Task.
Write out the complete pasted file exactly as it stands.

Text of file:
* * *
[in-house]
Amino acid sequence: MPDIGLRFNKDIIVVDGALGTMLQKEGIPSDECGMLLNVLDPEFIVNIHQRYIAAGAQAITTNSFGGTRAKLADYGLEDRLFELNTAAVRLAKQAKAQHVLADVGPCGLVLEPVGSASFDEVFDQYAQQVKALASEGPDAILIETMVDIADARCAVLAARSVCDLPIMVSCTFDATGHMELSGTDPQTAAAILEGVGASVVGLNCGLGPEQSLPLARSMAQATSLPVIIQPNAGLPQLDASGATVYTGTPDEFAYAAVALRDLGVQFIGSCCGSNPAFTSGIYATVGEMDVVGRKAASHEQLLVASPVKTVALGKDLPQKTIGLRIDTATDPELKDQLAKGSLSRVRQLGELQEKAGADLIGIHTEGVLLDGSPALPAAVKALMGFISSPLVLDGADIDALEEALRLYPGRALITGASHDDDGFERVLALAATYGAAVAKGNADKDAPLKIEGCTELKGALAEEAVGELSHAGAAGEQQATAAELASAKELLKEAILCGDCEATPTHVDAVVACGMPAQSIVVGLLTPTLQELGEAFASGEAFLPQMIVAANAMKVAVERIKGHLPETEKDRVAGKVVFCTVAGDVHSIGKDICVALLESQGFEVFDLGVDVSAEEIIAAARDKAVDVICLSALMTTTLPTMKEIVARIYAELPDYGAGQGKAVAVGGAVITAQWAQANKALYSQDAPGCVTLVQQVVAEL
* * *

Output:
[in-house]
Amino acid sequence: MPDIGLRFNKDIIVVDGALGTMLQKEGIPSDECGMLLNVLDPEFIVNIHQRYIAAGAQAITTNSFGGTRAKLADYGLEDRLFELNTAAVRLAKQAKAQHVLADVGPCGLVLEPVGSASFDEVFDQYAQQVKALASEGPDAILIETMVDIADARCAVLAARSVCDLPIMVSCTFDATGHMELSGTDPQTAAAILEGVGASVVGLNCGLGPEQSLPLARSMAQATSLPVIIQPNAGLPQLDASGATVYTGTPDEFAYAAVALRDLGVQFIGSCCGSNPAFTSGIYATVGEMDVVGRKAASHEQLLVASPVKTVALGKDLPQKTIGLRIDTATDPELKDQLAKGSLSRVRQLGELQEKAGADLIGIHTEGVLLDGSPALPAAVKALMGFISSPLVLDGADIDALEEALRLYPGRALITGASHDDDGFERVLALAATYGAAVAKGNADKDAPLKIEGCTELKGALAEEAVGELSHAGAAGEQQATAAELASAKELLKEAILCGDCEATPTHVDAVVACGMPAQSIVVGLLTPTLQELGEAFASGEAFLPQMIVAANAMKVAVERIKGHLPETEKDRVAGKVVFCTVAGDVHSIGKDICVALLESQGFEVFDLGVDVSAEEIIAAARDKAVDVICLSALMTTTLPTMKEIVARIYAELPDYGAGQGKAVAVGGAVITAQWAQANKALYSQDAPGCVTLVQQVVAEL